Feyerabend argued that modern science suffers from being methodologically monistic (the belief that only a single methodology can produce scientific progress).[37] Feyerabend summarises his case in his work Against Method with the phrase "anything goes".[38]

In an aphorism [Feyerabend] often repeated, "potentially every culture is all cultures". This is intended to convey that world views are not hermetically closed, since their leading concepts have an "ambiguity" - better, an open-endedness - which enables people from other cultures to engage with them. [...] It follows that relativism, understood as the doctrine that truth is relative to closed systems, can get no purchase. [...] For Feyerabend, both hermetic relativism and its absolutist rival [realism] serve, in their different ways, to "devalue human existence". The former encourages that unsavoury brand of political correctness which takes the refusal to criticise "other cultures" to the extreme of condoning murderous dictatorship and barbaric practices. The latter, especially in its favoured contemporary form of "scientific realism", with the excessive prestige it affords to the abstractions of "the monster 'science'", is in bed with a politics which likewise disdains variety, richness and everyday individuality - a politics which likewise "hides" its norms behind allegedly neutral facts, "blunts choices and imposes laws".[39]

Thomas Kuhn

Thomas Kuhn's philosophy of science, as expressed in The Structure of Scientific Revolutions is often interpreted as relativistic. He claimed that as well as progressing steadily and incrementally ("normal science"), science undergoes periodic revolutions or "paradigm shifts", leaving scientists working in different paradigms with difficulty in even communicating. Thus the truth of a claim, or the existence of a posited entity is relative to the paradigm employed. However, it isn't necessary for him to embrace relativism because every paradigm presupposes the prior, building upon itself through history and so on. This leads to there being a fundamental, incremental, and referential structure of development which is not relative but again, fundamental.

From these remarks, one thing is however certain: Kuhn is not saying that incommensurable theories cannot be compared - what they can’t be is compared in terms of a system of common measure. He very plainly says that they can be compared, and he reiterates this repeatedly in later work, in a (mostly in vain) effort to avert the crude and sometimes catastrophic misinterpretations he suffered from mainstream philosophers and post-modern relativists alike.[40]

But Thomas Kuhn denied the accusation of being a relativist later in his postscript.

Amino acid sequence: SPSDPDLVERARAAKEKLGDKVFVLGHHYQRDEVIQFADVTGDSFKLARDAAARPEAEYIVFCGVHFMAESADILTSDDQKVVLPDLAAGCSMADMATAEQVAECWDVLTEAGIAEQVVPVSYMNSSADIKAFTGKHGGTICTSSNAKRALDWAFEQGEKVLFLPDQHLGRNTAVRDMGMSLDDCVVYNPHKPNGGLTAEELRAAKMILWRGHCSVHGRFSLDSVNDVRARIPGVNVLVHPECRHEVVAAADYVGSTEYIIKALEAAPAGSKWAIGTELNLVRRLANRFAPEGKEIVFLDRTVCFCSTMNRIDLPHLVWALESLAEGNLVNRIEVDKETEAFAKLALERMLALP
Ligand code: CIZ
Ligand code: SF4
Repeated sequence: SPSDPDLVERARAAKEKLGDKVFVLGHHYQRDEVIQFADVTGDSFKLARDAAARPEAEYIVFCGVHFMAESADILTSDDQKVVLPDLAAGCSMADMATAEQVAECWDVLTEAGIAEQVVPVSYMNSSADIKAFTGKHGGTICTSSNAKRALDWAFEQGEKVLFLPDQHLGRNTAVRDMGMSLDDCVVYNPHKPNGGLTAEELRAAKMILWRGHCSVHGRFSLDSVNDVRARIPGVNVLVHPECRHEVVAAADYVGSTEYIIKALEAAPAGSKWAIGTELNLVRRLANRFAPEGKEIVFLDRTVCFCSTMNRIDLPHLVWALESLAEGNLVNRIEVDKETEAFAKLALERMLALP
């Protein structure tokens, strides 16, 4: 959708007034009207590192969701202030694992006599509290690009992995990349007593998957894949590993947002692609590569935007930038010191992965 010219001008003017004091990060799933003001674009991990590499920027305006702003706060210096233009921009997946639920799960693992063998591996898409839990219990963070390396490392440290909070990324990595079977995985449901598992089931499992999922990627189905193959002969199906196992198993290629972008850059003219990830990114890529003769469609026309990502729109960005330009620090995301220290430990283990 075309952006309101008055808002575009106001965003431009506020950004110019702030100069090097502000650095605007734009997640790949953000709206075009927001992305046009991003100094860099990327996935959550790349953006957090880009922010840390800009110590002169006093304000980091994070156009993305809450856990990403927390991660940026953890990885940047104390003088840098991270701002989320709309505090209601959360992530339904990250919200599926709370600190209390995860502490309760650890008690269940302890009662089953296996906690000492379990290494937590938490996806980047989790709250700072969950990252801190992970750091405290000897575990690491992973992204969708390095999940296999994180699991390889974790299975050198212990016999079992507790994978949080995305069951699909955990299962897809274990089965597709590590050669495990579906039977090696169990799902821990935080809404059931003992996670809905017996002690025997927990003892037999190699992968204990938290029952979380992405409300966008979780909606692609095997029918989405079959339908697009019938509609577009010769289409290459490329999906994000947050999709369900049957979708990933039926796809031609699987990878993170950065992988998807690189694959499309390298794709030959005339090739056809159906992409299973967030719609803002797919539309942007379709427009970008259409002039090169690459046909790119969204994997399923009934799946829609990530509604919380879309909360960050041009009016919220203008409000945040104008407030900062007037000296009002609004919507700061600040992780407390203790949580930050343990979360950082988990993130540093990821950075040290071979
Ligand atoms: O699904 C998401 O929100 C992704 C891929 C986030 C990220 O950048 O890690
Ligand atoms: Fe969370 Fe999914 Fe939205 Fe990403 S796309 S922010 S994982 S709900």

scientific development is ... a unidirectional and irreversible process. Latter scientific theories are better than earlier ones for solving puzzles ... That is not a relativist's position, and it displays the sense in which I am a convinced believer in scientific progress.[41]

Some have argued that one can also read Kuhn's work as essentially positivist in its ontology: the revolutions he posits are epistemological, lurching toward a presumably 'better' understanding of an objective reality through the lens presented by the new paradigm. However, a number of passages in Structures do indeed appear to be distinctly relativist, and to directly challenge the notion of an objective reality and the ability of science to progress towards an ever-greater grasp of it, particularly through the process of paradigm change.

In the sciences there need not be progress of another sort. We may, to be more precise, have to relinquish the notion, explicit or implicit, that changes of paradigm carry scientists and those who learn from them closer and closer to the truth.[42]
We are all deeply accustomed to seeing science as the one enterprise that draws constantly nearer to some goal set by nature in advance. But need there be any such goal? Can we not account for both science’s existence and its success in terms of evolution from the community’s state of knowledge at any given time? Does it really help to imagine that there is some one full, objective, true account of nature and that the proper measure of scientific achievement is the extent to which it brings us closer to that ultimate goal?[43]

George Lakoff and Mark Johnson

George Lakoff and Mark Johnson define relativism in their book Metaphors We Live By as the rejection of both subjectivism and metaphysical objectivism in order to focus on the relationship between them, i.e. the metaphor by which we relate our current experience to our previous experience. In particular, Lakoff and Johnson characterize "objectivism" as a "straw man", and, to a lesser degree, criticize the views of Karl Popper, Kant and Aristotle.

Robert Nozick

In his book Invariances, Robert Nozick expresses a complex set of theories about the absolute and the relative. He thinks the absolute/relative distinction should be recast in terms of an invariant/variant distinction, where there are many things a proposition can be invariant with regard to or vary with. He thinks it is coherent for truth to be relative, and speculates that it might vary with time. He thinks necessity is an unobtainable notion, but can be approximated by robust invariance across a variety of conditions—although we can never identify a proposition that is invariant with regard to everything. Finally, he is not particularly warm to one of the most famous forms of relativism, moral relativism, preferring an evolutionary account.